Sleeps, Creeps, Leaps

Brown, twining stems of honeysuckle in the foreground, with stems and leaves blurred in the background.
Lonicera japonica: Japanese honeysuckle

At -3°C the garden is an unfamiliar place today. Stark, white and crisping underfoot, it seems wider somehow and flatter, shrunken back in on itself. The pond is frozen, but cracks quickly enough when I test it with my foot. The foxgloves have wilted, but the Avens (Geum) looks merely dusted with sugar. The Miscanthus is impervious, as straight as ever and utterly unaffected. Unlike the Japanese honeysuckle.

Lonicera japonica, with pretty yellow flowers and rapid evergreen growth, is a horticultural purchase I have regretted for a decade. In sub-zero temperatures its leathery, lanceolate leaves shrivel so much they become almost subulate; awl-shaped, tapering to a point. They take on a much darker hue, a survival response to concentrate the chlorophyl. They look brittle, but they’re not, of course. By midday, when the temperature has risen to 1°C, the leaves will expand back into their usual thuggish selves.

The realisation that we have filled our gardens with invasive species seems to be in evidence everywhere. We’ve been doing it for millennia, but the process sped up after we all started getting in our cars and going to the garden centre, about fifty years ago.

‘Look at that awful plant’, someone said to me at the New Year Plant Hunt, an event organised by botanical societies across the UK as part of the BSBI’s efforts to track what is going on with our flora.

The plant was Green alkanet (Pentaglottis sempervirens - native of southwest Europe), with little blue flowers just like Forget-me-not. As a garden plant, it has its appeal – it will grow in dark dank places, has a long flowering season, is popular with pollinators – but it has been seeding itself across the country since the 18th Century, has a very long taproot and is extremely difficult to eradicate. 1

‘Look at that awful plant’, someone else said to me three months earlier. It was mid-October, and I was being shown around the gardens of a local college. We’d got as far as the lake and I couldn’t see anything problematic – just some reeds and a Gunnera (Gunnera manicata - native of Brazil and Chile).

‘That plant, the giant rhubarb’, my guide gesticulated.

‘Oh’, I said, ‘I think it’s just a Gunnera’, and briefly reminisced happy days taking my children around botanical gardens about twenty years ago, and standing by vast clusters of palmate lobed leaves, each about two metres wide.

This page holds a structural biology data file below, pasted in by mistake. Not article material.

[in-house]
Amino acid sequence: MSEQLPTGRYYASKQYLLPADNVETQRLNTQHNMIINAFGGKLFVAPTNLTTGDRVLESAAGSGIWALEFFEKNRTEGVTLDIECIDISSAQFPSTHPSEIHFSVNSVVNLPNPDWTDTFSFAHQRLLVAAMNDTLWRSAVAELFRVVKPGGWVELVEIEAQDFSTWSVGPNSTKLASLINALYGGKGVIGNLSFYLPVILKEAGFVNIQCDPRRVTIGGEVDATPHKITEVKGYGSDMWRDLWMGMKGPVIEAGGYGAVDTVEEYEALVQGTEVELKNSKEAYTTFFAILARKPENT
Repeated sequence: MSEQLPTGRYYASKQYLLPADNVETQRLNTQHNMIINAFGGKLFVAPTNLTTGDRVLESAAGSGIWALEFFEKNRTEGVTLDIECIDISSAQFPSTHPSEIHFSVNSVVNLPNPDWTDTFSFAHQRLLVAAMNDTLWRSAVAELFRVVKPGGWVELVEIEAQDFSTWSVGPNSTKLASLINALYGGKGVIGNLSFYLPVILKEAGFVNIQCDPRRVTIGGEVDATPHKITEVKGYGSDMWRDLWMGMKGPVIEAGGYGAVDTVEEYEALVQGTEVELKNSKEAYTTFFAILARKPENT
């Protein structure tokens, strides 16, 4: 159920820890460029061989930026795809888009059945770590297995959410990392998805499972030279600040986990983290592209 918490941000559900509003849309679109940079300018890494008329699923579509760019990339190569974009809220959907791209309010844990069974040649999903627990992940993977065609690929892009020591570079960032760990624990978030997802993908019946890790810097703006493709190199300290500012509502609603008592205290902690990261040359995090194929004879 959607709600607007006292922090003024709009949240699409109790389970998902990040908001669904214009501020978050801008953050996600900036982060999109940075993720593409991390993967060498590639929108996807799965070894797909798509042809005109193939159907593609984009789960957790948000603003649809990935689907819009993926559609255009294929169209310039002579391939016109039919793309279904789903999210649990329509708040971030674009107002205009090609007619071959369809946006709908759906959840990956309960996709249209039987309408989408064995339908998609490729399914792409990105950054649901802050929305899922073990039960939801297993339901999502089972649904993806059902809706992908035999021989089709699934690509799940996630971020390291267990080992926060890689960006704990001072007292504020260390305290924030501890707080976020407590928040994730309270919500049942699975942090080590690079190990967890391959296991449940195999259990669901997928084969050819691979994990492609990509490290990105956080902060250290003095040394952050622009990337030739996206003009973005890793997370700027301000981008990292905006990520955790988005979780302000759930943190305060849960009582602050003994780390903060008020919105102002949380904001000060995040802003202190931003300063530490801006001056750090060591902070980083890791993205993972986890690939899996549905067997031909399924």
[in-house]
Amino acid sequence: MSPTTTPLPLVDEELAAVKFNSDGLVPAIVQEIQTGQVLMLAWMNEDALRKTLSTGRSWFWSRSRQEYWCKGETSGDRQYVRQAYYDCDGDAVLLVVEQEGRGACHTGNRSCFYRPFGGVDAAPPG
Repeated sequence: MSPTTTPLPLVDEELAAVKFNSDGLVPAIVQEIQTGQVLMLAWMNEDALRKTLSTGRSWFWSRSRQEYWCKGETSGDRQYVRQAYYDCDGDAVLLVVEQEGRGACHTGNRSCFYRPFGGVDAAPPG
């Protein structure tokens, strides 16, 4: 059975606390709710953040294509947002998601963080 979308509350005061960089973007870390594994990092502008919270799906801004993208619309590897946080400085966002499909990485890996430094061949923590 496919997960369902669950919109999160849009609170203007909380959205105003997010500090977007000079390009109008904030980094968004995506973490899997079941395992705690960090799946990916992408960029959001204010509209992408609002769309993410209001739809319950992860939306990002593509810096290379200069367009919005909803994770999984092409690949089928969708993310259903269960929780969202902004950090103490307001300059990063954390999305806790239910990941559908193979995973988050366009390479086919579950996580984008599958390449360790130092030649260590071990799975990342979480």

‘It’s terrible, we’ve got to get rid of it …’ I nodded sympathetically but remained confused. Until I discovered in December that it’s now banned in the UK for smothering native flora and invading waterways. 2 It turns out Gunnera manicata - introduced in the 19th Century - quickly crossed with Gunnera tinctoria to become the super-spreader Gunnera × cryptica.

Green alkanet, Gunnera, and many others, none of these plants are really ‘awful’, but they are often the wrong plant in the wrong place. The results of the BSBI New Year Plant Hunt reveal that 326 out of the 629 species identified are non-native. 3  The scales have tipped their way, and what this means for our native flora is not yet clear.

Back in my garden, three hours after my own awful plant looked about to peg it, its leaves have spread out, turning their best sides towards the thin January sun. Like ivy (which is a native), Japanese honeysuckle is a plant that sleeps, creeps and leaps.

The ice melts. The foxgloves revive. The honeysuckle stems twist and twine, reaching out in their determined colonisation of every available structure.

1 Jane Perrone (2022) ‘Green alkanet – that mystery plant revealed’. Available at: (Accessed 21st January 2024).

2 Horton, H. (2023) ‘UK bans giant rhubarb after study finds popular garden plant is invasive’, The Guardian, 8th December. Available at: (Accessed 21st January 2024).

 3 BSBI (2024) ‘BSBI New Year Plant Hunt 2024’. Available at: (Accessed 24th January 2024).